One of my favorite movies as a child was “The Great Impostor (1961).” Tony Curtis starred in it. His character took on roles of different people. At times others thought him to be that person and they treated him as if he was. Once he was a doctor and once a warden of a prison. The funny thing is that he was good at his roles. He became who others thought of him to be. Instead of being just the impostor, he genuinely became that person and really was quite good at helping people and at making a difference. Yet he was always wondering if he would be discovered.
The role of information expert fell on me by accident and I don’t encourage pretending like someone you are not, but I felt a little bit like I was in that movie while I sat at that booth. I wondered if someone would finally see me for who I was. I was not the information lady, but someone waiting for a plane and eating my breakfast. I wondered if anyone from my flight had seen me at the booth and wondered “what in the world? What’s she doing? She can’t sit there. What information does she have that can help? There needs to be a qualified official information person in that chair.” I just smiled and thought, “you will have to tell it to the 25 people who I just helped along their way.”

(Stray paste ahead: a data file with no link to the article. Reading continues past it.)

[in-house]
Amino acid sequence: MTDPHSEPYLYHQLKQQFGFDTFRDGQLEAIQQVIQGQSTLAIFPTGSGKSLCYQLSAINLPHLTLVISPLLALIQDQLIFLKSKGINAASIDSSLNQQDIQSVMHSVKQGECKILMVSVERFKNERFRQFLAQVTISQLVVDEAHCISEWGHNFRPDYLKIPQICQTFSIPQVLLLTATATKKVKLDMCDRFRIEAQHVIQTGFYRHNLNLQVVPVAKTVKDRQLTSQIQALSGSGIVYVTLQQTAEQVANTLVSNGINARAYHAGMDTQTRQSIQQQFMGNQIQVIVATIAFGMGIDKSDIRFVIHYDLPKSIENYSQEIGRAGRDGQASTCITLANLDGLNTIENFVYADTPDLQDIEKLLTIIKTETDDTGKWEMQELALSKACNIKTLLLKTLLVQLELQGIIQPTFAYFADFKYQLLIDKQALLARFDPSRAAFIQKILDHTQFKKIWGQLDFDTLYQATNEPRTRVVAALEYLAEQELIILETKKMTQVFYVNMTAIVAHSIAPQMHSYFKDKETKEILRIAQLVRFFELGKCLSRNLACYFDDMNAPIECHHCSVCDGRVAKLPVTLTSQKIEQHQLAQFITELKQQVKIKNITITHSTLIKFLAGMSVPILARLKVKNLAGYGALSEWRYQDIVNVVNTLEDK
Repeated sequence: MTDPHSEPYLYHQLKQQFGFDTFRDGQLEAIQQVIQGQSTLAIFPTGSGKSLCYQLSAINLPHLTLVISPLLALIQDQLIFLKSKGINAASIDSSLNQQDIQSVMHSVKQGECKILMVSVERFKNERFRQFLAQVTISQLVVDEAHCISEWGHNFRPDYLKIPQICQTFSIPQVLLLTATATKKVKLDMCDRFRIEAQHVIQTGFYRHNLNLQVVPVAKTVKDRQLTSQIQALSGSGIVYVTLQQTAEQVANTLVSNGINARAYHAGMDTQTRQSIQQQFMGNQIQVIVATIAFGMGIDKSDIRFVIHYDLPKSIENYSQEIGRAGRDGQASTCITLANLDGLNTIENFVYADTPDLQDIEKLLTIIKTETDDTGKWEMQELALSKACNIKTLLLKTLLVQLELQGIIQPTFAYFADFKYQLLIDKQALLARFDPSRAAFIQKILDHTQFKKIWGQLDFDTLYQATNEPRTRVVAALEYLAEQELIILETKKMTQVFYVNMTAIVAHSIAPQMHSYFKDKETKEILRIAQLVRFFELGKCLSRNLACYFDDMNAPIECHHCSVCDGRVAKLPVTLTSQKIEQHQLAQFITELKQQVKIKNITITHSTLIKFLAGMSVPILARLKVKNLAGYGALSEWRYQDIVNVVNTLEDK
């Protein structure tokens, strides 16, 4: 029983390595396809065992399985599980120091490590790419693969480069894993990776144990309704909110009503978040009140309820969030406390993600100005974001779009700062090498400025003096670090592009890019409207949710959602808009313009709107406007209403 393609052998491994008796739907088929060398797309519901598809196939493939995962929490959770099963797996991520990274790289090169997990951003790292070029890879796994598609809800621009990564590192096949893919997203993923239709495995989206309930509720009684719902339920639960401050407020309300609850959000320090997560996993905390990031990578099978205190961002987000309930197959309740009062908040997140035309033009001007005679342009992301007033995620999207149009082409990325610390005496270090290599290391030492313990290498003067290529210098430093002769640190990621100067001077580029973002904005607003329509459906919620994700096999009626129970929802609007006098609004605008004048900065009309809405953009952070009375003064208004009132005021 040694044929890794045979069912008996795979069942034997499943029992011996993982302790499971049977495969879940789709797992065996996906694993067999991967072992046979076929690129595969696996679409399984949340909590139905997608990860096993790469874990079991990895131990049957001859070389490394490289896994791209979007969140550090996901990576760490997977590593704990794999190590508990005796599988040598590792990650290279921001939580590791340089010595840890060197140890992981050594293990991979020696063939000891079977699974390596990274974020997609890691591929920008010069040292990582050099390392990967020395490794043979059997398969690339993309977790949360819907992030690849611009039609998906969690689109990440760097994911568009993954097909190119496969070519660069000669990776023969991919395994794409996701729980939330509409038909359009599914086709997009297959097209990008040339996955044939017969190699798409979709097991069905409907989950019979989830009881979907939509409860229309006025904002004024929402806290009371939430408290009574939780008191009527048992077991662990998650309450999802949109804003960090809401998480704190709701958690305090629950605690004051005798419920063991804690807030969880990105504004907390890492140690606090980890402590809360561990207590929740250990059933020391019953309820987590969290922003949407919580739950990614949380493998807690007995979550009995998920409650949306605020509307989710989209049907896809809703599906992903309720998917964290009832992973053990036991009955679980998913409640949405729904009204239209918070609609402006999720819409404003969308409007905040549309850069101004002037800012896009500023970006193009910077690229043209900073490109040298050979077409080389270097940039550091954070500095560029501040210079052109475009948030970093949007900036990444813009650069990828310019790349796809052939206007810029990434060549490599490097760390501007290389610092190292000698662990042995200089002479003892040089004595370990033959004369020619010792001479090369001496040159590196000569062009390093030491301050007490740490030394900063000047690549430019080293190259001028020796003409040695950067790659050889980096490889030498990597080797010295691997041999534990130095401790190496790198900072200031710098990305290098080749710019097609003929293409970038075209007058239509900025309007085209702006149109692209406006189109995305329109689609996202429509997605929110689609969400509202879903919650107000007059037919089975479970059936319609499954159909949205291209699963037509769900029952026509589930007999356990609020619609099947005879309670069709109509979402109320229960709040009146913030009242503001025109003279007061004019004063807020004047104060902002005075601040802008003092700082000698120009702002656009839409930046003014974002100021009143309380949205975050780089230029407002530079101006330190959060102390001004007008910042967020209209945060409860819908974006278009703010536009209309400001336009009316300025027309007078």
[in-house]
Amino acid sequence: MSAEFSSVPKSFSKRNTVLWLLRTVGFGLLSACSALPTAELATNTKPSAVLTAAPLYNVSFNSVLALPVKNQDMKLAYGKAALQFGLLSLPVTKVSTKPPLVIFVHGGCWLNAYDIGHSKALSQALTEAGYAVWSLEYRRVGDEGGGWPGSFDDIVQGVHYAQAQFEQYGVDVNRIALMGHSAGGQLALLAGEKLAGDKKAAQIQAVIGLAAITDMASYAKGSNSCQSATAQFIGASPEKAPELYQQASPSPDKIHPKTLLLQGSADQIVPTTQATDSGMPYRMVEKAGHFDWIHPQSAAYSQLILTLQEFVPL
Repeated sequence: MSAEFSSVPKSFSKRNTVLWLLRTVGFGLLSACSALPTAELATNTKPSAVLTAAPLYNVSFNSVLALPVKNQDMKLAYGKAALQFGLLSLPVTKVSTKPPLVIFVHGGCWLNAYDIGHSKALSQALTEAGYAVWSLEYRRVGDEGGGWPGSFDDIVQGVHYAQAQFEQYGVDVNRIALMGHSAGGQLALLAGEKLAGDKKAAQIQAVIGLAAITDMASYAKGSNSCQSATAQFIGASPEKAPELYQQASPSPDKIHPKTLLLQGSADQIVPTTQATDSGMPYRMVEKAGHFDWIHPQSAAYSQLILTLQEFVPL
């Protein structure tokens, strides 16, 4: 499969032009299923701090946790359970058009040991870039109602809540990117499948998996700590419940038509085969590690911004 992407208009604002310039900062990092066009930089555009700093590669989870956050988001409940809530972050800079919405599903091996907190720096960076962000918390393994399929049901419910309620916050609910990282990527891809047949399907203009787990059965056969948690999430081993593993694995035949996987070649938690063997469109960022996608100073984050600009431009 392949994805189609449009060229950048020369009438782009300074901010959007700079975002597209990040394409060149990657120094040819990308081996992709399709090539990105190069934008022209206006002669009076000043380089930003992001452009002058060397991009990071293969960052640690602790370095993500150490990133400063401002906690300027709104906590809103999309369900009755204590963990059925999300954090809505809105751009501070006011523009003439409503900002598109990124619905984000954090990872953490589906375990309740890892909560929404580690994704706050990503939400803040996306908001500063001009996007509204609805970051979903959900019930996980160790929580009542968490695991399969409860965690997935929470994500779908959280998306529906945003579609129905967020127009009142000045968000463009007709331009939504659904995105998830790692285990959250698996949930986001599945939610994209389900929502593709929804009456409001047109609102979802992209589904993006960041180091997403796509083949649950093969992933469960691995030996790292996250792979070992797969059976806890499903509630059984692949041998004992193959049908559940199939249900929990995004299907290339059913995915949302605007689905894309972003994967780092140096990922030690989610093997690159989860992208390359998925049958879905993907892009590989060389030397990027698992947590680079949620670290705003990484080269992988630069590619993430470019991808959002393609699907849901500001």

I wonder how it can be that I’m the person being asked for directions when, I’m guessing much of the time. And there are moments when I think, “now I don’t have the answer for you, but I’m here with you and I can point you in a direction I’d look if I were you.”